Estate agents Savills has predicted that by 2022, the average rent charged by private landlords could be 15.5% higher.
According to a November 2017 PropertyWire.com article, Savills expect rents to rise by 2.5% in 2018 and 2019, 3% in 2020, and by 3.5% in 2021 and 2022. It forecasts that London will see the highest rent rise of around 17% by 2022.
One of the main reasons for rent rises is to cover the extra interest costs landlords are likely to pay on commercial mortgages for buy-to-let properties. The Bank of England has increased the based interest rate from 0.25% to 0.5% this month, and some financial experts believe that this increase will be the first of a number of small rate increases over the next few years, which will be passed on to mortgage borrowers.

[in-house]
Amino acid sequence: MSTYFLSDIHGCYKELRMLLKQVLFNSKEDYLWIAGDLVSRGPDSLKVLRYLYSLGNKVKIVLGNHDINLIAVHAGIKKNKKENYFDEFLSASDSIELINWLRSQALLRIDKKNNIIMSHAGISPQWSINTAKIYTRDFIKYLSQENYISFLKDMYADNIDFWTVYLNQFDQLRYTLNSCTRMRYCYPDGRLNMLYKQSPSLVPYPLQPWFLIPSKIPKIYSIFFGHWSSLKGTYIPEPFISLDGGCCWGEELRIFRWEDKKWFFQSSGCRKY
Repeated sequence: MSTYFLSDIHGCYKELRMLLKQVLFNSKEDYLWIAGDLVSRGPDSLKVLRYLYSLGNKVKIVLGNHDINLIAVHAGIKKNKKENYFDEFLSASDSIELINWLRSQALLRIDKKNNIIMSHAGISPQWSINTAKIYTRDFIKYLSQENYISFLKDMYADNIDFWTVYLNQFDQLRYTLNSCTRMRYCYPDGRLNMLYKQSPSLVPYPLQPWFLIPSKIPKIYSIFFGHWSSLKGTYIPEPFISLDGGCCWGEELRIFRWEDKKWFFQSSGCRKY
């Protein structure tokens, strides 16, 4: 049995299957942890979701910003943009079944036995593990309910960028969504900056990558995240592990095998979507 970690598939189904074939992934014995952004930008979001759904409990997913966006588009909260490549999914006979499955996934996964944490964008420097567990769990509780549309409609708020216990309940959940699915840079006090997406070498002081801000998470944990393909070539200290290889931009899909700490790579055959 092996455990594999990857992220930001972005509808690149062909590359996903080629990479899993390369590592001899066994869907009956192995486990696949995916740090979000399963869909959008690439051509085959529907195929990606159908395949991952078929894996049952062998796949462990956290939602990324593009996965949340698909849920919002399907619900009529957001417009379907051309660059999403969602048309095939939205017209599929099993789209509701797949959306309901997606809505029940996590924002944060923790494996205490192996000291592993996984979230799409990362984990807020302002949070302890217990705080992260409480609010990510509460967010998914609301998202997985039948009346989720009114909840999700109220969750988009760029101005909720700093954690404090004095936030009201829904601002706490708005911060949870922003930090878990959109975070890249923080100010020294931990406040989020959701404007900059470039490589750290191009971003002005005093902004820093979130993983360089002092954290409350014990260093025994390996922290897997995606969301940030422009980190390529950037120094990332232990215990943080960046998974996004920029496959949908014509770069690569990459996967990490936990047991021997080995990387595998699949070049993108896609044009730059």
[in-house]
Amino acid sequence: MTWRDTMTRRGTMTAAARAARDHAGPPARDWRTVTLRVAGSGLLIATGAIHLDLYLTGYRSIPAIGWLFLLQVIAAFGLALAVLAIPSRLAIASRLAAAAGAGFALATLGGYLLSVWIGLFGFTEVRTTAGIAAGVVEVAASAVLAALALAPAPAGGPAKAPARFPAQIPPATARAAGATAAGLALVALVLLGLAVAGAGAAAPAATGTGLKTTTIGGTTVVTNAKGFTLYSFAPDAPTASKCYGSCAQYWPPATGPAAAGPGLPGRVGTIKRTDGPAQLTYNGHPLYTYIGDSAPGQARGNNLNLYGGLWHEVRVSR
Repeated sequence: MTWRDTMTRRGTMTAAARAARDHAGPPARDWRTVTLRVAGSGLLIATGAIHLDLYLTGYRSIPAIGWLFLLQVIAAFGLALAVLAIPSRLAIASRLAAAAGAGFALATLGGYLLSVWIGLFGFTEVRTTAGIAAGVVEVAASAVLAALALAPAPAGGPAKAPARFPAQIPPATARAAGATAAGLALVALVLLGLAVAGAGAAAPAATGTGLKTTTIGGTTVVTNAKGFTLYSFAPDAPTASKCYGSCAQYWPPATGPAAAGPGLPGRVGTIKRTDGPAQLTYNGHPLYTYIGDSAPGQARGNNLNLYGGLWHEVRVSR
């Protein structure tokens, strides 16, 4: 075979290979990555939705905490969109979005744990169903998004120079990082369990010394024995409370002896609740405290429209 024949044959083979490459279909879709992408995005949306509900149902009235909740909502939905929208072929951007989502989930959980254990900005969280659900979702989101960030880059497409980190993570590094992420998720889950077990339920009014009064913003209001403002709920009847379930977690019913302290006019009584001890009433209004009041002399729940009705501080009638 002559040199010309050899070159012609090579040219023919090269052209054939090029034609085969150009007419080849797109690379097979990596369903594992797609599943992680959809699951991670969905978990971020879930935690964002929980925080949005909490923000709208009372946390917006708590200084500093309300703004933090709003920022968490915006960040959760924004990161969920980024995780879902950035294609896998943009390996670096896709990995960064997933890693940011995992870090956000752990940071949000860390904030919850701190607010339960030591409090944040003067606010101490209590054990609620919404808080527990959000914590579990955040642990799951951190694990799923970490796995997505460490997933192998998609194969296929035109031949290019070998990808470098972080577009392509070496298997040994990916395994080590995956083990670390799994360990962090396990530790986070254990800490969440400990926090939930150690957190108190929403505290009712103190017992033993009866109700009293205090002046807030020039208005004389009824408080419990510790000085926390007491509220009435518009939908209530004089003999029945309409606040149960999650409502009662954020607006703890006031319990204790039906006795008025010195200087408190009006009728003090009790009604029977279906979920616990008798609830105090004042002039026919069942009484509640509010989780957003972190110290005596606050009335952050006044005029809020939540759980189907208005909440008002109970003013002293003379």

Landlords who have fixed rate mortgages will continue to pay the same amount of interest, but should expect increases at the end of the fixed rate period.
There have also been increases in stamp duty, decreases in tax relief and new affordability rules for portfolio landlords applying for new commercial mortgages. These cost increases are usually passed on to tenants in the form of rent increases. More difficult conditions could cause some small landlords to sell their properties.
There is an undersupply of rented accommodation, so even with rent hikes, landlords may still have little difficulty finding tenants and making a profit, especially in high-demand locations.